What the heck is a Support Vector Machine?

Complex data science is not as complex as you think.

This is your explanation to understand Support Vector Machines without prior knowledge!

Let’s go !

## What is a Support Vector Machine

A Support Vector Machine (SVM) is a supervised machine learning model that divides individual objects into classes or sorts new objects into the classes.

Data Scientists, researchers, mathematicians and many others use the SVM for various analysis purposes such as classification. The SVM works with features that a Principal Component Analysis (PCA) has previously determined to be relevant:

Recommended tutorial on this: Principal Component Analysis Explained

## Application of the Support Vector Machine

Why do I need an SVM? Data Scientists want to replace expensive, inaccurate and slow human work with efficient mathematical models(Machine Learning). Researchers use SVMs to classify ..

- of easily confused plants
- of similar-looking animals
- of news articles to be assigned to topics
- of ready-to-buy and not-ready-to-buy customers
- of credit repayers and perpetual debtors

The applications of SVMs are unlimited as long as you want to **group **many objects into **two or more classes **and you have enough **meaningful **parameters available.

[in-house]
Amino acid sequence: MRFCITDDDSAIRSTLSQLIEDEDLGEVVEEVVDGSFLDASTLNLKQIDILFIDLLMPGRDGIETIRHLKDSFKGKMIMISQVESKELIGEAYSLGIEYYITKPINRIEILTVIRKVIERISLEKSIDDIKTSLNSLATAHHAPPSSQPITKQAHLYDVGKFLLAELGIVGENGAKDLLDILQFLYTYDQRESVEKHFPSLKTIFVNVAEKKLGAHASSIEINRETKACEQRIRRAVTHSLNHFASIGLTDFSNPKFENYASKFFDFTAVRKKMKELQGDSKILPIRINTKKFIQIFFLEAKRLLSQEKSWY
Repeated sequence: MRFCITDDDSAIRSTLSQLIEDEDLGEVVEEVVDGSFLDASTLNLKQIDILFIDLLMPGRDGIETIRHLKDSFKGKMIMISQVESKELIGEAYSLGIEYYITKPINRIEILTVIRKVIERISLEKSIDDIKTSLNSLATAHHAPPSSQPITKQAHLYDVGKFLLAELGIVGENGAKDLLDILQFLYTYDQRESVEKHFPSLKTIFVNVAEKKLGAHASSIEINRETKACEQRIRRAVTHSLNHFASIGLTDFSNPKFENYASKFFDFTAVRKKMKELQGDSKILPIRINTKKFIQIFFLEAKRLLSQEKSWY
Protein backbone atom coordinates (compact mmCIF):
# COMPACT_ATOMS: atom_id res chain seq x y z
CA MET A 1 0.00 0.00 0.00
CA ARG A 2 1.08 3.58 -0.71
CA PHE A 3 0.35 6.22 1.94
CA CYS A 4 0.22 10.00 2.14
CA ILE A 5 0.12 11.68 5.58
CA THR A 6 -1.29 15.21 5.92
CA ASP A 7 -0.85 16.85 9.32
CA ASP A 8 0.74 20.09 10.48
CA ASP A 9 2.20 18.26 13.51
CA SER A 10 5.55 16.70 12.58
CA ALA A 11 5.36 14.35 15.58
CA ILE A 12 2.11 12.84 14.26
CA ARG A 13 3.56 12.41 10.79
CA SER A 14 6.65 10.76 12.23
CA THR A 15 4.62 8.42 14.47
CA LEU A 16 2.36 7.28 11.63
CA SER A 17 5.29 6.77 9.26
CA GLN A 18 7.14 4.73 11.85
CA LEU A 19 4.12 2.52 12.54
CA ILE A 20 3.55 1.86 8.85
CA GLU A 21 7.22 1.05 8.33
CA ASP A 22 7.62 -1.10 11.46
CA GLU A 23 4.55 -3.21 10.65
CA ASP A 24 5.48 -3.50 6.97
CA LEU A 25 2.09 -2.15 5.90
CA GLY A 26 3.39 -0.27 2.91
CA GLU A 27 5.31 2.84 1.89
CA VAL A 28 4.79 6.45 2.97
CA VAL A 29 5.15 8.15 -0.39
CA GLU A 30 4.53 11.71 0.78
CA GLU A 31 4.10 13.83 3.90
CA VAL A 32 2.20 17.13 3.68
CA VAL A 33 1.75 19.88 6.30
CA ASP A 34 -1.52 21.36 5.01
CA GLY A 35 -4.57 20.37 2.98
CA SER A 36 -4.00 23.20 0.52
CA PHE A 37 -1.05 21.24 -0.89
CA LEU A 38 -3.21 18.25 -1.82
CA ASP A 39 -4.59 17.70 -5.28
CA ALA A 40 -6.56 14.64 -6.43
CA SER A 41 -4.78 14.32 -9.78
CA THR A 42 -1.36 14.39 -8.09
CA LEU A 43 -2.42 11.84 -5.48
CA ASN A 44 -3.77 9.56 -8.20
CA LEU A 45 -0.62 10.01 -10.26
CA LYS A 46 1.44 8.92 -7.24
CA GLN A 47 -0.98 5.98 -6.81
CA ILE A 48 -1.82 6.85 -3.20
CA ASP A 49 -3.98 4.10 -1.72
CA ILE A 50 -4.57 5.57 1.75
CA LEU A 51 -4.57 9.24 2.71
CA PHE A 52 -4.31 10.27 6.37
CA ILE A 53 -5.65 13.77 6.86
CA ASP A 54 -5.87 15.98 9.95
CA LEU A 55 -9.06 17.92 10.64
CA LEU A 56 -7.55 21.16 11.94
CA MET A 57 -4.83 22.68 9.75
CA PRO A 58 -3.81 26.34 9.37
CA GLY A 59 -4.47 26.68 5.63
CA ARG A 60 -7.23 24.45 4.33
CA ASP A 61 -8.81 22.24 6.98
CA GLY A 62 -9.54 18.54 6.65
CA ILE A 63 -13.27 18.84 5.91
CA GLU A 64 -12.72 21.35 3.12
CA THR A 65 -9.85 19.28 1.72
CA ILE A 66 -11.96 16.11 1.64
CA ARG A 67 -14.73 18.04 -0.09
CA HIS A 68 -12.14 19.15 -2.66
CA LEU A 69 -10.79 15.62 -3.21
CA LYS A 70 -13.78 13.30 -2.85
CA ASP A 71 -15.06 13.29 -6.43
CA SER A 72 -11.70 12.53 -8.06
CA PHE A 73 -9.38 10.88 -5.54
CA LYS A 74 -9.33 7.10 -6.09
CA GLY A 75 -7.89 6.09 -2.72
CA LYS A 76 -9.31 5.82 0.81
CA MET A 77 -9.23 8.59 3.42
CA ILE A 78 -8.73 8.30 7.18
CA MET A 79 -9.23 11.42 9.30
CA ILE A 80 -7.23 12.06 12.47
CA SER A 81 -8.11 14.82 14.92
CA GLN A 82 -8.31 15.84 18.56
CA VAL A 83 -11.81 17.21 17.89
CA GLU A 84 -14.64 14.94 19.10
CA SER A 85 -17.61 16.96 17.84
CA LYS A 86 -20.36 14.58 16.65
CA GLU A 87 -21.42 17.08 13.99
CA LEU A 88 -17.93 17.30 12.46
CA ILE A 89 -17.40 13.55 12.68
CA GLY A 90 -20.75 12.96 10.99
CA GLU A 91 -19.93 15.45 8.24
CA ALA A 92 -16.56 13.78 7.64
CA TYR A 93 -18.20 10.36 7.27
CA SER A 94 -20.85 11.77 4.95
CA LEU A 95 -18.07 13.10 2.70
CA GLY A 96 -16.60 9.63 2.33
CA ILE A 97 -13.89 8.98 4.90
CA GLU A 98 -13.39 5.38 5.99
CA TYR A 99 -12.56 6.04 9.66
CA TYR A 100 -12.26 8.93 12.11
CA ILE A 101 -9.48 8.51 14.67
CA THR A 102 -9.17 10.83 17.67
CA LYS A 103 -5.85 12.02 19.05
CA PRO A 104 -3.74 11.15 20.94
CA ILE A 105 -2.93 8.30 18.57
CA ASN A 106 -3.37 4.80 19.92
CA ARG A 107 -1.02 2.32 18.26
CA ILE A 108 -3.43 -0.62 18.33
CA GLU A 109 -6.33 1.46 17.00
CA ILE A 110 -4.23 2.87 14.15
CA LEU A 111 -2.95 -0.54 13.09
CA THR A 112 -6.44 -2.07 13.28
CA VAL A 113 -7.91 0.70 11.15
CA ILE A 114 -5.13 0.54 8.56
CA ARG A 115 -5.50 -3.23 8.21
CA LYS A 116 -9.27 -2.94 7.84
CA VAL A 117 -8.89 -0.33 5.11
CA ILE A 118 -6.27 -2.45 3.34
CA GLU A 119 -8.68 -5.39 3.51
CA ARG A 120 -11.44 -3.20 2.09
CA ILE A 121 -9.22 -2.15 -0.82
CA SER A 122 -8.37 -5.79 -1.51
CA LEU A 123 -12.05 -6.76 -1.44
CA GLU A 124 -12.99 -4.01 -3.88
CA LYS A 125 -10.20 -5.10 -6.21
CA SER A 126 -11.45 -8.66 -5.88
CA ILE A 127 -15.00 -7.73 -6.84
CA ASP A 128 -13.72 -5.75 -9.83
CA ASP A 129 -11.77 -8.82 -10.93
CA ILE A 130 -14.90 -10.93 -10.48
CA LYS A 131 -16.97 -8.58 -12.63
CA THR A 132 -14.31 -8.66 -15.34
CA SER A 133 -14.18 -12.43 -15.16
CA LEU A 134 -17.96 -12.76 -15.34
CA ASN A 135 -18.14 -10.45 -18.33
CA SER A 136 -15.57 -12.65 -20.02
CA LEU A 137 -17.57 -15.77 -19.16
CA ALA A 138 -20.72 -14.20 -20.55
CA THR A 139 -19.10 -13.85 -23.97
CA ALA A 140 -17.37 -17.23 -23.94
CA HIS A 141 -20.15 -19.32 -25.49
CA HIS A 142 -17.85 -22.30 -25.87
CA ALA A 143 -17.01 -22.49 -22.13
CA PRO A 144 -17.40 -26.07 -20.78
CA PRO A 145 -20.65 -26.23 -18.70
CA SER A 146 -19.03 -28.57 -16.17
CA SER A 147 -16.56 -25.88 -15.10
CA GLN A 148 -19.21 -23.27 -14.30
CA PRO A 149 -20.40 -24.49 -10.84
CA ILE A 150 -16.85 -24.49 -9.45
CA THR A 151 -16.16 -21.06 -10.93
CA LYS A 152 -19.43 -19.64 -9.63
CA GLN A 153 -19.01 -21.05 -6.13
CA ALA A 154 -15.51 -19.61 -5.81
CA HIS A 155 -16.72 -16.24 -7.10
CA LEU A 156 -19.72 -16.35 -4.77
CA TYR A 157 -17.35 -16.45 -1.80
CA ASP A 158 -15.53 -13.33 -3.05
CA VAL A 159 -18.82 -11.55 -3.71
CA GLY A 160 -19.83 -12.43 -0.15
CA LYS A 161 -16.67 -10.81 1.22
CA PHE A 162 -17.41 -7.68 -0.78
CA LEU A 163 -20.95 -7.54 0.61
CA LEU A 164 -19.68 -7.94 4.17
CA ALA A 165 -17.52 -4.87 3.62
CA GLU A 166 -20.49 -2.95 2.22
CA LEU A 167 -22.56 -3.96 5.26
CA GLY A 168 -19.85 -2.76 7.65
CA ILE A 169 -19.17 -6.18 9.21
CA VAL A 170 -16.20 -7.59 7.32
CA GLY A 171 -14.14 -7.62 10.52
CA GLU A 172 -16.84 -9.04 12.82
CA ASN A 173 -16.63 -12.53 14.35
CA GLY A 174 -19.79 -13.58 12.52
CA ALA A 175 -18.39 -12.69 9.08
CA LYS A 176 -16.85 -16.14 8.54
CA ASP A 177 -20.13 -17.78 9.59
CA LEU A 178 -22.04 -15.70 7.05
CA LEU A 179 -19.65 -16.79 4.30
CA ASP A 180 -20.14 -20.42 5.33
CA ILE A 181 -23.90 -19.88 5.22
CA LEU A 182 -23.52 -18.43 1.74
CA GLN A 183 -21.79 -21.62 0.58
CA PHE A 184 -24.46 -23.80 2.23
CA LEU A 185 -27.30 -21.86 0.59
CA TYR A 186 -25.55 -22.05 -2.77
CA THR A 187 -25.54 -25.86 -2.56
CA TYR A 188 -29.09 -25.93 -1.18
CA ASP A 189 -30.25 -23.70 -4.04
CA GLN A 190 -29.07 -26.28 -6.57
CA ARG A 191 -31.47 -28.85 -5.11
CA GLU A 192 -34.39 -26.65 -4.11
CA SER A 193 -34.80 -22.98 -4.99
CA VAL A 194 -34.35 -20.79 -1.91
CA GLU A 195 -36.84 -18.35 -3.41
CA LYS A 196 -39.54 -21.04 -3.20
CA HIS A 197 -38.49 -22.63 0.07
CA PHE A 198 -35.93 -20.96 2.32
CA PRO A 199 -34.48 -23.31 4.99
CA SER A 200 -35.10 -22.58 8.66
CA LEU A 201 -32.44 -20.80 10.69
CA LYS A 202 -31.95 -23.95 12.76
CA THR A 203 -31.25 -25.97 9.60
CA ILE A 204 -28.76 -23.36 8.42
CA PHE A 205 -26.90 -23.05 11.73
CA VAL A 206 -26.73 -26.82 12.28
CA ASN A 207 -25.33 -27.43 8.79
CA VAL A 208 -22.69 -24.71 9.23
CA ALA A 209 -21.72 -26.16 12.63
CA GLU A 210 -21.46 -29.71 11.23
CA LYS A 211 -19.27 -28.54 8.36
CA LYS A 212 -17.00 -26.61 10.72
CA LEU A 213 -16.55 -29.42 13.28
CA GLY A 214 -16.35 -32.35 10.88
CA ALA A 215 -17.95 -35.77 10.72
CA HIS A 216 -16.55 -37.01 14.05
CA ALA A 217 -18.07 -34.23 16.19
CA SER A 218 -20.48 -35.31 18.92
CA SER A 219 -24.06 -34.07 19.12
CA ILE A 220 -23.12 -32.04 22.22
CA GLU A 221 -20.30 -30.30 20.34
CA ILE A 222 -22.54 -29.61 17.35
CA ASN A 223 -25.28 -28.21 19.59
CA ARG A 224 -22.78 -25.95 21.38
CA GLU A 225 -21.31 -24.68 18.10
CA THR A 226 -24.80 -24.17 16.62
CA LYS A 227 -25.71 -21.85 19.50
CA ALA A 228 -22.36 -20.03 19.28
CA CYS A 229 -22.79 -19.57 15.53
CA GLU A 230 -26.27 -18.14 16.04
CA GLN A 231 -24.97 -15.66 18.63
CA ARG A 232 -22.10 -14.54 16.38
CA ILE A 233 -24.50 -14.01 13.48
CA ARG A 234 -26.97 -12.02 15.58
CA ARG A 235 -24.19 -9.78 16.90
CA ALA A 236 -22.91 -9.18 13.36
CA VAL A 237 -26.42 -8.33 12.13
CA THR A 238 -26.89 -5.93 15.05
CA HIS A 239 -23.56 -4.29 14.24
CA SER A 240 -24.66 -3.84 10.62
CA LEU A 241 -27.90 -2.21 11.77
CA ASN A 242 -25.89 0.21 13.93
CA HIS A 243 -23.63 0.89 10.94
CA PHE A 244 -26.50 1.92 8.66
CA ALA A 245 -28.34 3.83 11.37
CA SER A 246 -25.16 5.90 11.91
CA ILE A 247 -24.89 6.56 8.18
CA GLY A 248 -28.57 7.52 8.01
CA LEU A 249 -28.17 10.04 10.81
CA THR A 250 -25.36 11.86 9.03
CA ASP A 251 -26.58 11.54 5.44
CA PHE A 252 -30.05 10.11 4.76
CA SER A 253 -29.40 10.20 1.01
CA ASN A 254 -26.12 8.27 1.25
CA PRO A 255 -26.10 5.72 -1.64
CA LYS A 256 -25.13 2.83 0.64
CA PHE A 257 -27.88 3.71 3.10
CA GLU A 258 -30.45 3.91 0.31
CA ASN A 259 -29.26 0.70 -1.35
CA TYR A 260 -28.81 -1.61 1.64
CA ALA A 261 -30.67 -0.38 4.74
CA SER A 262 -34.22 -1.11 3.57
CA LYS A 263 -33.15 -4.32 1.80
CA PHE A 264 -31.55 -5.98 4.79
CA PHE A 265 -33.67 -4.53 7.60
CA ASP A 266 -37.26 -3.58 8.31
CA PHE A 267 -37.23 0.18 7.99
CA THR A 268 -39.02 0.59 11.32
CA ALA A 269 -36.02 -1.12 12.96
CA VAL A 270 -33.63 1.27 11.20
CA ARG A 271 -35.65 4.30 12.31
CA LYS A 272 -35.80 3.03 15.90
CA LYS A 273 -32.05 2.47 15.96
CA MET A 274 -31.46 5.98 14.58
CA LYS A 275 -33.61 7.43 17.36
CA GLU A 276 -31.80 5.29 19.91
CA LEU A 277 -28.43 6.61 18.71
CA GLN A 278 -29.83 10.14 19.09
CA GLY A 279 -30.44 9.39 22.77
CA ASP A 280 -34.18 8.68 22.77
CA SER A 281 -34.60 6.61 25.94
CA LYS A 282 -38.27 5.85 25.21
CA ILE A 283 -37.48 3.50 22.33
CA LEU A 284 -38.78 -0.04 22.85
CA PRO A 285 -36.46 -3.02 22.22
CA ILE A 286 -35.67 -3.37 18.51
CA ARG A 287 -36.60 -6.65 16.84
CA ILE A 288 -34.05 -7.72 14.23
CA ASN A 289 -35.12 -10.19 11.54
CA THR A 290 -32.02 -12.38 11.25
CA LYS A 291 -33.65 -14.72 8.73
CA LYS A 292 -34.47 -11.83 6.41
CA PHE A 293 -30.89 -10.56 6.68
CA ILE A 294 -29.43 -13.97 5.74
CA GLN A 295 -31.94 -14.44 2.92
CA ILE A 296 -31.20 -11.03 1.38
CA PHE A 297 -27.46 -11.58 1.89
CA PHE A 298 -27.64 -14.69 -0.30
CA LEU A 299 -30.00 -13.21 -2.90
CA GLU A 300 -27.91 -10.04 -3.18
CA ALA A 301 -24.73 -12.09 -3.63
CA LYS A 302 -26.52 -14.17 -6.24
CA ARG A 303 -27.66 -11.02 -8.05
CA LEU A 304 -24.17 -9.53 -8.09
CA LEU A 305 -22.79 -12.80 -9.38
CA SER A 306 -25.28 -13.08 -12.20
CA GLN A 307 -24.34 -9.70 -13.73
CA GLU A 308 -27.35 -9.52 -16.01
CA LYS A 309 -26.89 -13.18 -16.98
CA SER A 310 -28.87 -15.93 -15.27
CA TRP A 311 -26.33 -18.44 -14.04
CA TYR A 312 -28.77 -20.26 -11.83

If you are interested in more Data Science tutorials, you can check out the tutorials in my Data Science category. SVMs are just the beginning.

## Explanation with an example

Instead of bombarding you with formulas and weird descriptions, I’ll explain the SVM with a **fictional example**.

### The ancient grizzly vs. the normal grizzly

5300 years ago, an ancient grizzly roamed the forests of Canada. The primeval grizzly weighed 3 tons, was 4 metres high and had 34 cm long teeth (This is all true, of course). Of the skeleton, often only the femur bone remains complete. This looks very similar to the femur bone of today’s grizzly.

### The goal and task

When a bone is found, a Support Vector Machine is to recognise whether it is a real original grizzly or a normal grizzly from Canada on the basis of weight and length.

Example: Archaeologist – Bone determination of an ancient grizzly vs. today’s grizzly

### Available characteristics from statistics

The Data Scientist need the key characteristics from the researchers to distinguish. The researchers have identified two features that can be used to make a determination in a matter of minutes:

- Weight: continuous interval scale in grams
- Length: continuous interval scale in millimetres

The weight and length of the bone should help distinguish between the ancient grizzly and today’s North American grizzly bears:

Characteristic bone | Ancestral grizzly | Normal grizzly |

Weight | 800 – 1200 g | 600 – 900 g |

Length | 300 – 400 mm | 200 – 300 mm |

When researchers determine the type of grizzly, they have to do a C14 sample to determine the age of the bone. C14 is an isotope of carbon that decays radioactively and is ingested by every living creature with its food. After death, the concentration of C14 decreases year by year, allowing researchers to determine the year of death.

Such a sample **is expensive and time-consuming**. An SVM can assist researchers by correctly assigning bones based on **95%** of the parameters.

## Model with two features

We look at the scatter of the C14 samples performed so far on a graph with two axes.